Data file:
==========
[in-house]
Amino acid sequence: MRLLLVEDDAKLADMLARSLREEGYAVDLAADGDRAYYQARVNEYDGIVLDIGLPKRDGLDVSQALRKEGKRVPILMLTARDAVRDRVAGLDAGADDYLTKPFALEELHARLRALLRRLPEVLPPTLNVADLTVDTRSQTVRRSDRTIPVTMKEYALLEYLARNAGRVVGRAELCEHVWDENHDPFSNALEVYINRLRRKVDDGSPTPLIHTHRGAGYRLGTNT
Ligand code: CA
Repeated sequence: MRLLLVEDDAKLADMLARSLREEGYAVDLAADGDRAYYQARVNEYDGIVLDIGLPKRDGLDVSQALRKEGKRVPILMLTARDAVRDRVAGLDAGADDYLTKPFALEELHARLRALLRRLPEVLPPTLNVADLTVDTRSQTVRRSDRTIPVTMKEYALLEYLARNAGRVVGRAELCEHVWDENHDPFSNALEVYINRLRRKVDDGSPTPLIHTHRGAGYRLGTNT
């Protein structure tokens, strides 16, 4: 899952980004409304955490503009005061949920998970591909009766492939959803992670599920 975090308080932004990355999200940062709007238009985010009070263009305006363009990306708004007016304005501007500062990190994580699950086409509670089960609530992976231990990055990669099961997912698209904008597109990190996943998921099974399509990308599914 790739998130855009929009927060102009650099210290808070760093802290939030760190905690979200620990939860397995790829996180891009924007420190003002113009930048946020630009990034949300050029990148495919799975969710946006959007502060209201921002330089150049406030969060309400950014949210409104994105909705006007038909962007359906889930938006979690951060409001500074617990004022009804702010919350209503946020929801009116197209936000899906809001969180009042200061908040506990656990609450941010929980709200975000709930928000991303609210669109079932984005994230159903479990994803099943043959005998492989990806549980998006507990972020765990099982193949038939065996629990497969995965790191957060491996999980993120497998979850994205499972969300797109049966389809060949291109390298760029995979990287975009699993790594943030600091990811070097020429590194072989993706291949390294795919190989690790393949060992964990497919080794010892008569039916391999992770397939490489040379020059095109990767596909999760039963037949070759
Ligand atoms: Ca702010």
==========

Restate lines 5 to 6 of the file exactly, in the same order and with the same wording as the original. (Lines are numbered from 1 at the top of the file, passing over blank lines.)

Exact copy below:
């Protein structure tokens, strides 16, 4: 899952980004409304955490503009005061949920998970591909009766492939959803992670599920 975090308080932004990355999200940062709007238009985010009070263009305006363009990306708004007016304005501007500062990190994580699950086409509670089960609530992976231990990055990669099961997912698209904008597109990190996943998921099974399509990308599914 790739998130855009929009927060102009650099210290808070760093802290939030760190905690979200620990939860397995790829996180891009924007420190003002113009930048946020630009990034949300050029990148495919799975969710946006959007502060209201921002330089150049406030969060309400950014949210409104994105909705006007038909962007359906889930938006979690951060409001500074617990004022009804702010919350209503946020929801009116197209936000899906809001969180009042200061908040506990656990609450941010929980709200975000709930928000991303609210669109079932984005994230159903479990994803099943043959005998492989990806549980998006507990972020765990099982193949038939065996629990497969995965790191957060491996999980993120497998979850994205499972969300797109049966389809060949291109390298760029995979990287975009699993790594943030600091990811070097020429590194072989993706291949390294795919190989690790393949060992964990497919080794010892008569039916391999992770397939490489040379020059095109990767596909999760039963037949070759
Ligand atoms: Ca702010």